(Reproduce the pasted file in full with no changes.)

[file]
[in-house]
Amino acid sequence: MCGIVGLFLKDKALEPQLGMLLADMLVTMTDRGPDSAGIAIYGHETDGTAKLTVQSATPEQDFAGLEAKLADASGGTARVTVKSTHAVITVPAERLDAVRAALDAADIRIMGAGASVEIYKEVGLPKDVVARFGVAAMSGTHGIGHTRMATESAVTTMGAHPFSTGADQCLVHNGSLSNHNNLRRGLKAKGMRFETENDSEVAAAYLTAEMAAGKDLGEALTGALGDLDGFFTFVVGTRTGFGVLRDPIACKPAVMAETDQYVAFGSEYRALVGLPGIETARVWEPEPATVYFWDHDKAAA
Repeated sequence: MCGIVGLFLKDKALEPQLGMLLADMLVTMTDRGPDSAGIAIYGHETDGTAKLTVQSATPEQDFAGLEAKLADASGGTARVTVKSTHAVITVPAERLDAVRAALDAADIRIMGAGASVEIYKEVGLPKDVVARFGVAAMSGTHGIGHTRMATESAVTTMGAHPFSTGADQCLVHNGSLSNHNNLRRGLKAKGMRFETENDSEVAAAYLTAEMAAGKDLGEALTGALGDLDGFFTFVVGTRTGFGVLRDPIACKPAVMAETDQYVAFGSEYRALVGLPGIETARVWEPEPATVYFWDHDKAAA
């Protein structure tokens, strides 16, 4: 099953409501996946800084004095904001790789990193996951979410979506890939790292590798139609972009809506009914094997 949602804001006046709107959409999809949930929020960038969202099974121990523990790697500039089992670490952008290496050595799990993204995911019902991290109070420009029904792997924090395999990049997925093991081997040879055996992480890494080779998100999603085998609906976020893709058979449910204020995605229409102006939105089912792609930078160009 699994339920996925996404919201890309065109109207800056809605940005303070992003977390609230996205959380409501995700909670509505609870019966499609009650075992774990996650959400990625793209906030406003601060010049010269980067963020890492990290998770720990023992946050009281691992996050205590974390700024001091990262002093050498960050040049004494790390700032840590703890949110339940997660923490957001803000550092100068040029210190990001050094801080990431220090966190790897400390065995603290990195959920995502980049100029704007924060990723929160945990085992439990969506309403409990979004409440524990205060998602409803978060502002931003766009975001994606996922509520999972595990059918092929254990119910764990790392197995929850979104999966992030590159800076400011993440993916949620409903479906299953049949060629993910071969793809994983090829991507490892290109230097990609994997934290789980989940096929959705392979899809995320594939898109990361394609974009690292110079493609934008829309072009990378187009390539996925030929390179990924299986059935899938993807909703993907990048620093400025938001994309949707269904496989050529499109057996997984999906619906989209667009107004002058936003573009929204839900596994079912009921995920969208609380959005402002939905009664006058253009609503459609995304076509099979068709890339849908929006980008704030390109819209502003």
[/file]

[in-house]
Amino acid sequence: MCGIVGLFLKDKALEPQLGMLLADMLVTMTDRGPDSAGIAIYGHETDGTAKLTVQSATPEQDFAGLEAKLADASGGTARVTVKSTHAVITVPAERLDAVRAALDAADIRIMGAGASVEIYKEVGLPKDVVARFGVAAMSGTHGIGHTRMATESAVTTMGAHPFSTGADQCLVHNGSLSNHNNLRRGLKAKGMRFETENDSEVAAAYLTAEMAAGKDLGEALTGALGDLDGFFTFVVGTRTGFGVLRDPIACKPAVMAETDQYVAFGSEYRALVGLPGIETARVWEPEPATVYFWDHDKAAA
Repeated sequence: MCGIVGLFLKDKALEPQLGMLLADMLVTMTDRGPDSAGIAIYGHETDGTAKLTVQSATPEQDFAGLEAKLADASGGTARVTVKSTHAVITVPAERLDAVRAALDAADIRIMGAGASVEIYKEVGLPKDVVARFGVAAMSGTHGIGHTRMATESAVTTMGAHPFSTGADQCLVHNGSLSNHNNLRRGLKAKGMRFETENDSEVAAAYLTAEMAAGKDLGEALTGALGDLDGFFTFVVGTRTGFGVLRDPIACKPAVMAETDQYVAFGSEYRALVGLPGIETARVWEPEPATVYFWDHDKAAA
């Protein structure tokens, strides 16, 4: 099953409501996946800084004095904001790789990193996951979410979506890939790292590798139609972009809506009914094997 949602804001006046709107959409999809949930929020960038969202099974121990523990790697500039089992670490952008290496050595799990993204995911019902991290109070420009029904792997924090395999990049997925093991081997040879055996992480890494080779998100999603085998609906976020893709058979449910204020995605229409102006939105089912792609930078160009 699994339920996925996404919201890309065109109207800056809605940005303070992003977390609230996205959380409501995700909670509505609870019966499609009650075992774990996650959400990625793209906030406003601060010049010269980067963020890492990290998770720990023992946050009281691992996050205590974390700024001091990262002093050498960050040049004494790390700032840590703890949110339940997660923490957001803000550092100068040029210190990001050094801080990431220090966190790897400390065995603290990195959920995502980049100029704007924060990723929160945990085992439990969506309403409990979004409440524990205060998602409803978060502002931003766009975001994606996922509520999972595990059918092929254990119910764990790392197995929850979104999966992030590159800076400011993440993916949620409903479906299953049949060629993910071969793809994983090829991507490892290109230097990609994997934290789980989940096929959705392979899809995320594939898109990361394609974009690292110079493609934008829309072009990378187009390539996925030929390179990924299986059935899938993807909703993907990048620093400025938001994309949707269904496989050529499109057996997984999906619906989209667009107004002058936003573009929204839900596994079912009921995920969208609380959005402002939905009664006058253009609503459609995304076509099979068709890339849908929006980008704030390109819209502003």